Timeless Film Favorites: 6 Great Movies [4 Discs] [DVD]
- SKU: 6706122
- Release Date: 04/15/2014
- On qualifying products, Best Buy will then verify the current price to complete the price match.
Ratings & Reviews
When speaking of Laurel and Hardy's first feature film Pardon Us, Stan Laurel described it as "a three-story building on a one-story base"-in other words, a 2-reeler stretched and bloated into 6 reels. Much the same could be said of Blake Edwards's Blind Date, though one wonders if Stan Laurel could have even gotten two reels out of its wafer-thin premise. At the outset, yuppie Bruce Willis is warned not to let his blind date, southern belle Kim Basinger, drink anything stronger than lemonade. So what does Willis do the first chance he gets? That's right, kids; he plies poor Basinger with champagne. And then he wonders why his life rapidly goes to hell in a handbasket. In his first starring movie role, Bruce Willis manages to find all sorts of nuances in his one-note role, while Kim Basinger is very funny when she's blotto-at least, for the first five minutes or so. John Laroquette costars as a character straight out of a 1920s bedroom farce; he's also pretty good, even though his dialogue is numbingly unamusing. Blake Edwards is famous for his ability to make a lot out of a little...but there has to be a limit somewhere. ~ Hal Erickson, Rovi
Peggy Sue Got Married
During her 25th high school class reunion, middle-aged Peggy Sue (Kathleen Turner) tries to forget her marital problems with husband Charlie (Nicolas Cage) by renewing old friendships. Wondering if she made the right decisions in her life, Peggy Sue gets a chance to try again when, zapped into a time warp, she finds herself a teenager back in 1960. Armed with foreknowledge (the scene in which she tells off her algebra teacher is a particular treat), Peggy Sue gets to retrace the steps leading up to her unhappy marriage to high-school sweetheart Charlie. Will nerdish Richard Norvik (Barry Miller), who always carried a torch for Peggy Sue and whom she knows will become a millionaire computer mogul by 1985, win out over the unreliable Charlie this time? A "small" film from the otherwise profligate Francis Ford Coppola, Peggy Sue Got Married possesses an irresistible charm that makes up for its glaring plot deficiencies. The youthful cast is matched in its appeal by such veterans as Leon Ames, Maureen O'Sullivan and John Carradine. And yes, that is Jim Carrey as Walter Getz. ~ Hal Erickson, Rovi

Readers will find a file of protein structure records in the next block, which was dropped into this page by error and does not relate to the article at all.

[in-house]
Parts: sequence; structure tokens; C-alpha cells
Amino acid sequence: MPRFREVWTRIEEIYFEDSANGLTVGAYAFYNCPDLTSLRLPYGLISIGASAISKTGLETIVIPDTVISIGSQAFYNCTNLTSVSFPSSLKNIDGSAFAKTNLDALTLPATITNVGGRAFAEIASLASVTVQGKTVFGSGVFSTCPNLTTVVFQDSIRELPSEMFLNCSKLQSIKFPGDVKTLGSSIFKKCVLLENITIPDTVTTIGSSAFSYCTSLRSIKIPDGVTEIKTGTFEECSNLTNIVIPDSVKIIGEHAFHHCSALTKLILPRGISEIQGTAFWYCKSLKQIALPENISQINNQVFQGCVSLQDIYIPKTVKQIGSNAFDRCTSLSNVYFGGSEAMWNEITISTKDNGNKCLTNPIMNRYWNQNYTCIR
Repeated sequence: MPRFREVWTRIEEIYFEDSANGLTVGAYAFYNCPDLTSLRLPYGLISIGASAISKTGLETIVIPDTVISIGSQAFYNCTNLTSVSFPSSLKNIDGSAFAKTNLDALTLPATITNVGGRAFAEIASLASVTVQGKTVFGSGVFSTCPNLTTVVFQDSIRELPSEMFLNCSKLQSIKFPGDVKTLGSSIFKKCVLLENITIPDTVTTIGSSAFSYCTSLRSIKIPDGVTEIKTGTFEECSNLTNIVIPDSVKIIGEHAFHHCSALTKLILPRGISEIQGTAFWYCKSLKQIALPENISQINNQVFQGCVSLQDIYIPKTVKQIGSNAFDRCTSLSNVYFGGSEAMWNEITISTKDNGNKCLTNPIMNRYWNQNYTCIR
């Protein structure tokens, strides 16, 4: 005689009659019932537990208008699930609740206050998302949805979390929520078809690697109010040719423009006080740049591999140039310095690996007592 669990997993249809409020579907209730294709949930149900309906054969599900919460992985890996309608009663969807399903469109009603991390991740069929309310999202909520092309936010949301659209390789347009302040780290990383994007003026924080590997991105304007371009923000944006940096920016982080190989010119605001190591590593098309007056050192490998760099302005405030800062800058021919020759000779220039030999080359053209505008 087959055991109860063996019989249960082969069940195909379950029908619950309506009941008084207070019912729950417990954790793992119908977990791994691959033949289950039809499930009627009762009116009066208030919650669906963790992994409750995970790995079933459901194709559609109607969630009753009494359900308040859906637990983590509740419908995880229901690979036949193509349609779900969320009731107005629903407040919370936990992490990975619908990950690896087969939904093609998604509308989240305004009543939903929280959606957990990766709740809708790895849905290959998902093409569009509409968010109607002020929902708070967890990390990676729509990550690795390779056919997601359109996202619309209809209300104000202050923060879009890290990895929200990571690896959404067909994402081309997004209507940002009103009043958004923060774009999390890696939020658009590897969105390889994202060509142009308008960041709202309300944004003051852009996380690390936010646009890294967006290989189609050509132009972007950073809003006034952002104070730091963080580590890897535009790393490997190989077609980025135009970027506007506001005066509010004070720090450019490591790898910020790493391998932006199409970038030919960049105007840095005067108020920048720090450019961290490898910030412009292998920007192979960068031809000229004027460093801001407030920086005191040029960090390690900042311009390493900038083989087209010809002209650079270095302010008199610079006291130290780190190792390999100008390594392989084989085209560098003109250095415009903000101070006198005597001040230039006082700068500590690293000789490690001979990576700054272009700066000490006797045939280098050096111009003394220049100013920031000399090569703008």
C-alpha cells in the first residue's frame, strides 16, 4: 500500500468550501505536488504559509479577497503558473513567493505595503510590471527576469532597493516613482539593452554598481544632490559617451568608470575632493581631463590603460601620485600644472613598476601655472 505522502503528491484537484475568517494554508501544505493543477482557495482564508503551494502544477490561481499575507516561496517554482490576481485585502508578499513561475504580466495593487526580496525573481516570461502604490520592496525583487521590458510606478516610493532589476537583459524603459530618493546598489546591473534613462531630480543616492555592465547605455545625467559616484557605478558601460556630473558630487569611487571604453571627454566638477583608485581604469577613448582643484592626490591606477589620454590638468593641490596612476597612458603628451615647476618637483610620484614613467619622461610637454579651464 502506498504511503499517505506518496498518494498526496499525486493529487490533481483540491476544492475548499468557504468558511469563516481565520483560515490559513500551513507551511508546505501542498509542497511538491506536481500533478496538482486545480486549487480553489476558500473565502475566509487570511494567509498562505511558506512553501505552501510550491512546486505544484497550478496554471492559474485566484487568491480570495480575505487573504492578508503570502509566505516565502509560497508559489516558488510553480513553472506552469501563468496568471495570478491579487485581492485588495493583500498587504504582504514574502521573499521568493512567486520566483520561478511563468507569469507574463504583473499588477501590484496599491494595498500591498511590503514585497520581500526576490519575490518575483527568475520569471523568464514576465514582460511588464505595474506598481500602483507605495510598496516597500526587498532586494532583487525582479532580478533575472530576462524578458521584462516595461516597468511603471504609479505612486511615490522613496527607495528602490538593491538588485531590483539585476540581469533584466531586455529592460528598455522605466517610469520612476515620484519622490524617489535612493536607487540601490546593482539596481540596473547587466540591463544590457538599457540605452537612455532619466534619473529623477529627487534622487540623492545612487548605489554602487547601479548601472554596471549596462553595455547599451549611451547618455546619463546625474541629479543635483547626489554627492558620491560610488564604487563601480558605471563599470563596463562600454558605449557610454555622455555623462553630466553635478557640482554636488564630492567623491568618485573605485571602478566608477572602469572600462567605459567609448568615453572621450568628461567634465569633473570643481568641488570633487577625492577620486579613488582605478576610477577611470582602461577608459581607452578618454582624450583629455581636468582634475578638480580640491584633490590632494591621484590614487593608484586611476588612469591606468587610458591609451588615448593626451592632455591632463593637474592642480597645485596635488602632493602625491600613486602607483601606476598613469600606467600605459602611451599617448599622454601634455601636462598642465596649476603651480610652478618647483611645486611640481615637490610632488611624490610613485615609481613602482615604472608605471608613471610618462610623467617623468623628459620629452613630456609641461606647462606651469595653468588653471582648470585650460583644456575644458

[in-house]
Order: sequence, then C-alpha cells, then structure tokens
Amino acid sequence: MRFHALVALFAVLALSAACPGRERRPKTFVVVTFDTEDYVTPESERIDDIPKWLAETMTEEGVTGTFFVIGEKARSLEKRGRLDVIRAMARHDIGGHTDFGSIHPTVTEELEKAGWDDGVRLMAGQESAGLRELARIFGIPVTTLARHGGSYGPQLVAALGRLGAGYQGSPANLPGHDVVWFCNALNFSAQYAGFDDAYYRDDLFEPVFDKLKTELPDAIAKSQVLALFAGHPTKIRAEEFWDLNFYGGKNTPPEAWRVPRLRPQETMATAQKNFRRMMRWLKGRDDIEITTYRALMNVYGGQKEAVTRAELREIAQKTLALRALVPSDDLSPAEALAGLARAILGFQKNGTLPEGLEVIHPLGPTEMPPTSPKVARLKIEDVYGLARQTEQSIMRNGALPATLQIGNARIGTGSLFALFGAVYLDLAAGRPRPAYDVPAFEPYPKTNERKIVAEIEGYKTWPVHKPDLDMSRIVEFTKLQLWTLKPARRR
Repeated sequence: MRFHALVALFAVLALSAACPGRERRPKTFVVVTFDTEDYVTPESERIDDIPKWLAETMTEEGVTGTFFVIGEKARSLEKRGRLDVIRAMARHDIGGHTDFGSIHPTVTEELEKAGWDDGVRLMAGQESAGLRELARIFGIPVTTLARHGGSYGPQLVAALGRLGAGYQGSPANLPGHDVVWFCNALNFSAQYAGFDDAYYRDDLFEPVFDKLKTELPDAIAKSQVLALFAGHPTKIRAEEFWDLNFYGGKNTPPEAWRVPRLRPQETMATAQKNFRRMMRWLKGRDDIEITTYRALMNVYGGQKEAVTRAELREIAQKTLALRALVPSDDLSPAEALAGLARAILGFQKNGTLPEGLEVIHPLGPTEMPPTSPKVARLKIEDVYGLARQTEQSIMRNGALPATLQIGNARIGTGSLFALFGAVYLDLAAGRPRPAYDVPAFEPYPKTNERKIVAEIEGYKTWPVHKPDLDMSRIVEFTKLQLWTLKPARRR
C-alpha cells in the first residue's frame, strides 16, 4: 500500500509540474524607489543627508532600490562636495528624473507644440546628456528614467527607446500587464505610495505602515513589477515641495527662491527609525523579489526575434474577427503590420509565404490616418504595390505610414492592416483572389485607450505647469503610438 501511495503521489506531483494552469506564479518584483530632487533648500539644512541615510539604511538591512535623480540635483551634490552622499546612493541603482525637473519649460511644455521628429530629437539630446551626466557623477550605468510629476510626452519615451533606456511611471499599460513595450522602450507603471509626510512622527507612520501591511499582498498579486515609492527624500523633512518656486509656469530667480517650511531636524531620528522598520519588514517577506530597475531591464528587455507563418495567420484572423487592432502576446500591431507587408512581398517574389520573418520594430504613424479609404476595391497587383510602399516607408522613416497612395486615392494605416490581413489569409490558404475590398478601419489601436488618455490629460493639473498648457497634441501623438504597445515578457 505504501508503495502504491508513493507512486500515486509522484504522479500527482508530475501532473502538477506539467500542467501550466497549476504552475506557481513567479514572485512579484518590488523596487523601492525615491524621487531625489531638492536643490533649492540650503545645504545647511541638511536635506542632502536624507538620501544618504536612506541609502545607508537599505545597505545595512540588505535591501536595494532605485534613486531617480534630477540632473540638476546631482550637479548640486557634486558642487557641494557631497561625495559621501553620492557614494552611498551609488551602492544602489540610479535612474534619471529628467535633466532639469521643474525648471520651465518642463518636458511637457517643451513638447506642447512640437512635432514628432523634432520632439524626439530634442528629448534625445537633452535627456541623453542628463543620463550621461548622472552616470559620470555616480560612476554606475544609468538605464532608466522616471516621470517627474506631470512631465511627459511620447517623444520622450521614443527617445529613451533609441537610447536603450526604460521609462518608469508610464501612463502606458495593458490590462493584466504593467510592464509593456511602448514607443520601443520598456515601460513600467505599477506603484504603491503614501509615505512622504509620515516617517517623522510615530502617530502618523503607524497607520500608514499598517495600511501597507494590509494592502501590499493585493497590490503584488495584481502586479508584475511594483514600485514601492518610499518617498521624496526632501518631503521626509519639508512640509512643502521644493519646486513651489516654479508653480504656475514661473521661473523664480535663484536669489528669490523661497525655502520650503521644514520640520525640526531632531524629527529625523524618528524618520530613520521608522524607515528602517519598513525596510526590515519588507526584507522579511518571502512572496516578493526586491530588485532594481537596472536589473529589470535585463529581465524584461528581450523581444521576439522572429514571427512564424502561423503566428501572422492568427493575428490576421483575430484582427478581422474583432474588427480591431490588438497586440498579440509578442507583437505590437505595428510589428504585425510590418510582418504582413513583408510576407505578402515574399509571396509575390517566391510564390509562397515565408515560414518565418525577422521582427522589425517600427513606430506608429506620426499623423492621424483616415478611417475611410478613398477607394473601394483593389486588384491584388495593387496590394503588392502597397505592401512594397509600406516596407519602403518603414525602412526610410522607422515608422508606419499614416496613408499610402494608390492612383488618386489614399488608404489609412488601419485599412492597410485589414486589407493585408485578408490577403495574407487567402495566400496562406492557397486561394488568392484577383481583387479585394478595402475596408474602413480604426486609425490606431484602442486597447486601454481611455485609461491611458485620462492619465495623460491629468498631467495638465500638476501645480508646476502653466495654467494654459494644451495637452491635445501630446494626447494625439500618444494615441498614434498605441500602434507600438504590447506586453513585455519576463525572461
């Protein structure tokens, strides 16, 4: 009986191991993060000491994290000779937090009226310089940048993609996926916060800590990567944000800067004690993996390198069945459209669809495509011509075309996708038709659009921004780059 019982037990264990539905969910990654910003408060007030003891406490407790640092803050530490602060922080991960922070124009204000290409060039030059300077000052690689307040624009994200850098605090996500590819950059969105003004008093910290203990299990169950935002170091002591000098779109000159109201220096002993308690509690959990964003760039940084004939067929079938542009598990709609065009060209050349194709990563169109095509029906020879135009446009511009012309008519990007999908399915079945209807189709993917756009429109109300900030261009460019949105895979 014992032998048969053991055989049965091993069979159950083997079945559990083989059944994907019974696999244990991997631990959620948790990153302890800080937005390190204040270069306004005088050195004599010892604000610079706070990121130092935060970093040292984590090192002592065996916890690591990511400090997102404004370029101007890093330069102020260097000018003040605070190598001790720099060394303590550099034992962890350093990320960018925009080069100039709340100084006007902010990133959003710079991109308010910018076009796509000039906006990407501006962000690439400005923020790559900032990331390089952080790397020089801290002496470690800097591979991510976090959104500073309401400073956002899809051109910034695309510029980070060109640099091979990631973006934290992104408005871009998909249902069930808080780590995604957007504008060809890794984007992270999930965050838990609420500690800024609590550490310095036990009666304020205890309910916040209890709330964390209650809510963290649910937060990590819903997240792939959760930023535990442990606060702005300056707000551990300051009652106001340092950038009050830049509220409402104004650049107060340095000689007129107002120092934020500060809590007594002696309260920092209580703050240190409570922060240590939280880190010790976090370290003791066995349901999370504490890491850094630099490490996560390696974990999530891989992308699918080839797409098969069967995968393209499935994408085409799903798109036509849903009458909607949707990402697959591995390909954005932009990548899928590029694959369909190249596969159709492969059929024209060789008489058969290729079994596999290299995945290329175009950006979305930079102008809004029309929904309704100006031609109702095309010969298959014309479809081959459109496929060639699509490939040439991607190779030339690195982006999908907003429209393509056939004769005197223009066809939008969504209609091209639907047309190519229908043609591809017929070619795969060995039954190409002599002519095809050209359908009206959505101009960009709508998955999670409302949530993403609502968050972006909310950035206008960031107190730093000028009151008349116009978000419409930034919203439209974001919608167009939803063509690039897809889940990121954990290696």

The Fisher King
Terry Gilliam directed this adaptation of Richard LaGravenese's mystical (and mythical) tale of redemption in the hard-time town of New York City. Jeff Bridges is shock radio DJ Jack Lucas, whose low opinion of humanity lends itself well to his radio talk show, where the enmity rubs off on his listeners. One fan in particular takes Jack's rants to heart and goes to a fancy restaurant with a gun, murdering innocent diners. Jack is so distraught at what his on-air suggestion wrought that he sinks into a three-year depression, drinking himself to sleep and mooching off of his girlfriend Anne Napolitano (Mercedes Ruehl, in an Oscar-winning performance), an attractive owner of a video store. Hitting bottom, Jack slumps to the river, prepared to commit suicide. To his rescue comes a crazed but witty homeless man named Parry (Robin Williams), who tells Jack he's destined for great things -- all his has to do is find the Holy Grail (conveniently located in mid-town Manhattan) and save Parry's soul. He also wants Jack to help him out with the woman of his dreams, Lydia Sinclair (Amanda Plummer), a shy type who works at a publishing company. Parry was once a university professor became unglued by a tragic event in his past; Jack soon realizes that to save himself, he first must save Parry. ~ Paul Brenner, Rovi
Short Circuit 2